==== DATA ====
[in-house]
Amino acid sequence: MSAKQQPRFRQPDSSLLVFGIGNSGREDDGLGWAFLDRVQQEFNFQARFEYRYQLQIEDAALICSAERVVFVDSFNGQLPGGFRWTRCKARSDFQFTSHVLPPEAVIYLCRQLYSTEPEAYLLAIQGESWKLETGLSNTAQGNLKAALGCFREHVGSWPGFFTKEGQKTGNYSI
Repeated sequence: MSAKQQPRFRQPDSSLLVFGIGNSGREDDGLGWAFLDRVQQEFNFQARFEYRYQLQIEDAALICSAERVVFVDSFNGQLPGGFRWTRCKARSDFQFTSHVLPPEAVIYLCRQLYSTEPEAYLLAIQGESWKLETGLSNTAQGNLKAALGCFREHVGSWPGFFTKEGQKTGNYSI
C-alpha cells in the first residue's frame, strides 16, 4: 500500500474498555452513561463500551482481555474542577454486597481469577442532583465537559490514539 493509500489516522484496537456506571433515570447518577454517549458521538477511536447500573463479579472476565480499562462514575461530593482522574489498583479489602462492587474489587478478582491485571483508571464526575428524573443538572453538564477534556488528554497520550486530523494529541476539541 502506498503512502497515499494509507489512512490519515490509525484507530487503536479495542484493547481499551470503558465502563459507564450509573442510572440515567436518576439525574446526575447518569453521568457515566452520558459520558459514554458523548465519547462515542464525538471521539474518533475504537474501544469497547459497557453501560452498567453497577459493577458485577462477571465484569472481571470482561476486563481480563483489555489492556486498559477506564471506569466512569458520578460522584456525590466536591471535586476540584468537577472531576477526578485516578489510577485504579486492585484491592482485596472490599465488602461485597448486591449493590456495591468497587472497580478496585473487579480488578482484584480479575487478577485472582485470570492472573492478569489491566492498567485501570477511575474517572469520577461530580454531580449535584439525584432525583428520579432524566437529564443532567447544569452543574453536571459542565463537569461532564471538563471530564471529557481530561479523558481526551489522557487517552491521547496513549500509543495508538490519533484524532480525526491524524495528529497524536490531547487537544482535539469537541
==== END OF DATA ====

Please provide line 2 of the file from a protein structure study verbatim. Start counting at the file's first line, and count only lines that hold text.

Amino acid sequence: MSAKQQPRFRQPDSSLLVFGIGNSGREDDGLGWAFLDRVQQEFNFQARFEYRYQLQIEDAALICSAERVVFVDSFNGQLPGGFRWTRCKARSDFQFTSHVLPPEAVIYLCRQLYSTEPEAYLLAIQGESWKLETGLSNTAQGNLKAALGCFREHVGSWPGFFTKEGQKTGNYSI